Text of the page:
Q: I live on a residential airpark with covenants and deed restrictions that I consider to be pretty good. When I was looking into the property I followed the advice you offered during a Sun ‘n Fun presentation about taking the CC&Rs to a good attorney and making sure I understood them.
After buying the property and moving here I discovered there are a few property owners who have failed to pay their annual assessments. The board of directors keeps talking about the situation but doesn’t appear to be doing anything.
At the last meeting I asked for the identity of those failing to meet the financial requirements of their agreements and was told that the board didn’t want to make that information public for fear of legal action or other problems.
My questions: Should the identity of the miscreants be disclosed and what action should the board take?
A: This is a very common problem that isn’t unique to residential airparks.
The New York Times ethics columnist Randy Cohen recently wrote on this issue. He quoted a condominium’s board president who noted that two condo owners owed the association about $20,000. He said legal action had been initiated against the two and all other condo owners have been informed about this without identifying the two. Cohen says there is disagreement among the directors about whether or not the two should be identified.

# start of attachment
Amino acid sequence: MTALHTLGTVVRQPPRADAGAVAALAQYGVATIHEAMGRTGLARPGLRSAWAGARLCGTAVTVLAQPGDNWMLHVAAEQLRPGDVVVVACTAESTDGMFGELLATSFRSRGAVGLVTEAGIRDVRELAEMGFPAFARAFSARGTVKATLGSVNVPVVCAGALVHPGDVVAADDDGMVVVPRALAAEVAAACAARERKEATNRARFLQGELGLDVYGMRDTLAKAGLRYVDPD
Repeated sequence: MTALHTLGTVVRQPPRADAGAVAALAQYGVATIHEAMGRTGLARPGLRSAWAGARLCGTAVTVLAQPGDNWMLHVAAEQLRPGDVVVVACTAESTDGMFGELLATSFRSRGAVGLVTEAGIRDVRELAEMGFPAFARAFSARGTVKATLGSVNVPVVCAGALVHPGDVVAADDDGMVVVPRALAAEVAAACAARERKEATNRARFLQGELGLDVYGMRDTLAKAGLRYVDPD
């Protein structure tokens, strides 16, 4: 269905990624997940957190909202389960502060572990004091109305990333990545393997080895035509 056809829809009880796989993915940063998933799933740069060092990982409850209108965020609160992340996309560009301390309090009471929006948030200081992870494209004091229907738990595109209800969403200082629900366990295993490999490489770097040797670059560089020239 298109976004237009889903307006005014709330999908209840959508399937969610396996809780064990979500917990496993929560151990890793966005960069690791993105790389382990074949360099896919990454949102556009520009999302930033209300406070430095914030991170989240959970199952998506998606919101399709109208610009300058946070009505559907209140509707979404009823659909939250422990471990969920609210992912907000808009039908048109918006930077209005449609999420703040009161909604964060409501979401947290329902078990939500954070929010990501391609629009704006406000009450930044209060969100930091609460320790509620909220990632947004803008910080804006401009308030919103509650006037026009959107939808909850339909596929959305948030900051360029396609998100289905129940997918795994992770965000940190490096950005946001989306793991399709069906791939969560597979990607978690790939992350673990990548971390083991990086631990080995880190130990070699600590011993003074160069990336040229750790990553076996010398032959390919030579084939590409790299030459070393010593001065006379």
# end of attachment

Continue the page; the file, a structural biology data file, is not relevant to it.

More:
The ethicist goes on to say that all condo owners are entitled to information about the association’s finances, including the identity of those not meeting the financial agreements they entered into when buying their condos.
The columnist goes on to write that the board should alert owners to significant developments, including legal actions. Such reports are not only ethical and legal but also commonplace.
An attorney that Cohen consulted said that most condo directors will reveal to the co-op or condo owners the names of those in arrears, but there is no legal requirement that the board do so. He did point out that if legal action has been taken, the names of those against whom action has been taken are probably public information already.
Legal action is usually explained in the CC&Rs and most likely is limited to filing a lien against the property.
Dave Sclair, co-founder of Living With Your Plane, is renowned as an expert on airparks. Send your questions to Dave@generalaviationnews.com.